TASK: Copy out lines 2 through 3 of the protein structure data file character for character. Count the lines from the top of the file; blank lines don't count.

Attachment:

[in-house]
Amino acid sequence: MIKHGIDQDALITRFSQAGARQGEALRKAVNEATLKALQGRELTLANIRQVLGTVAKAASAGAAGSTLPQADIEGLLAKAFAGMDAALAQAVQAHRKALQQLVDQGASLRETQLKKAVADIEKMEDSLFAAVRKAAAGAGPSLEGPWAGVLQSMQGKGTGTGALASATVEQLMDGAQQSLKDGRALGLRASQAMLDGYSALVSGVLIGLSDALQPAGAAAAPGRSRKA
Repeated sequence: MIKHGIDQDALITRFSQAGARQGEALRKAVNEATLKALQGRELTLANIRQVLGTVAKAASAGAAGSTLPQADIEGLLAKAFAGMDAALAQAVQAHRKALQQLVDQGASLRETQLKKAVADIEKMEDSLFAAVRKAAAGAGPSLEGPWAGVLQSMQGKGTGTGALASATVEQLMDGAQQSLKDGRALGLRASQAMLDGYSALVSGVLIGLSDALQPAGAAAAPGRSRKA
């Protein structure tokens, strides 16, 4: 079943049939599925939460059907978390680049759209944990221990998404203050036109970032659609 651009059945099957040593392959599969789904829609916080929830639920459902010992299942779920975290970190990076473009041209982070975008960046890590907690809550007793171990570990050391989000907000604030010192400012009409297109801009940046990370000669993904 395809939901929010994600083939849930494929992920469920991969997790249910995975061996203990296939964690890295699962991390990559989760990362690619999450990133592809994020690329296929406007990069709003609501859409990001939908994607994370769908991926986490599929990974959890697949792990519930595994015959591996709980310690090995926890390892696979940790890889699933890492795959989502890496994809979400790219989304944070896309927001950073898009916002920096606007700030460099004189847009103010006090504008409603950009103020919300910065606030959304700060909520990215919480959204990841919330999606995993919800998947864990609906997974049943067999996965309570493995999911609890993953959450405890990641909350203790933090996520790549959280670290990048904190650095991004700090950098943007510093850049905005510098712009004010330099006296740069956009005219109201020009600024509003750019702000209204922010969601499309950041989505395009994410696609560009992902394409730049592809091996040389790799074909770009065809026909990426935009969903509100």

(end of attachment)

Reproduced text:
Amino acid sequence: MIKHGIDQDALITRFSQAGARQGEALRKAVNEATLKALQGRELTLANIRQVLGTVAKAASAGAAGSTLPQADIEGLLAKAFAGMDAALAQAVQAHRKALQQLVDQGASLRETQLKKAVADIEKMEDSLFAAVRKAAAGAGPSLEGPWAGVLQSMQGKGTGTGALASATVEQLMDGAQQSLKDGRALGLRASQAMLDGYSALVSGVLIGLSDALQPAGAAAAPGRSRKA
Repeated sequence: MIKHGIDQDALITRFSQAGARQGEALRKAVNEATLKALQGRELTLANIRQVLGTVAKAASAGAAGSTLPQADIEGLLAKAFAGMDAALAQAVQAHRKALQQLVDQGASLRETQLKKAVADIEKMEDSLFAAVRKAAAGAGPSLEGPWAGVLQSMQGKGTGTGALASATVEQLMDGAQQSLKDGRALGLRASQAMLDGYSALVSGVLIGLSDALQPAGAAAAPGRSRKA